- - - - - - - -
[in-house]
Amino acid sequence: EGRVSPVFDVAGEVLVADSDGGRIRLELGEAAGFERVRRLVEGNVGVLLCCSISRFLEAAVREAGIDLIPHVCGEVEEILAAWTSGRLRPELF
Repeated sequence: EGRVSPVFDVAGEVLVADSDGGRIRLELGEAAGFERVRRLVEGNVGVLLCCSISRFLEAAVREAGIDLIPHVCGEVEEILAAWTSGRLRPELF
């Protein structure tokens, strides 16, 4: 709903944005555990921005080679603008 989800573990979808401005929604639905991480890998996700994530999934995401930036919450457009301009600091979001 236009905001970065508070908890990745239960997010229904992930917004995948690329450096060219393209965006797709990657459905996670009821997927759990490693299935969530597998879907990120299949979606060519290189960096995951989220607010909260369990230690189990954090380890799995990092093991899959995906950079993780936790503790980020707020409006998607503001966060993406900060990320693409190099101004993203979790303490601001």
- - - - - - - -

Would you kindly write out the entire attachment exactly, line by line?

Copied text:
[in-house]
Amino acid sequence: EGRVSPVFDVAGEVLVADSDGGRIRLELGEAAGFERVRRLVEGNVGVLLCCSISRFLEAAVREAGIDLIPHVCGEVEEILAAWTSGRLRPELF
Repeated sequence: EGRVSPVFDVAGEVLVADSDGGRIRLELGEAAGFERVRRLVEGNVGVLLCCSISRFLEAAVREAGIDLIPHVCGEVEEILAAWTSGRLRPELF
């Protein structure tokens, strides 16, 4: 709903944005555990921005080679603008 989800573990979808401005929604639905991480890998996700994530999934995401930036919450457009301009600091979001 236009905001970065508070908890990745239960997010229904992930917004995948690329450096060219393209965006797709990657459905996670009821997927759990490693299935969530597998879907990120299949979606060519290189960096995951989220607010909260369990230690189990954090380890799995990092093991899959995906950079993780936790503790980020707020409006998607503001966060993406900060990320693409190099101004993203979790303490601001």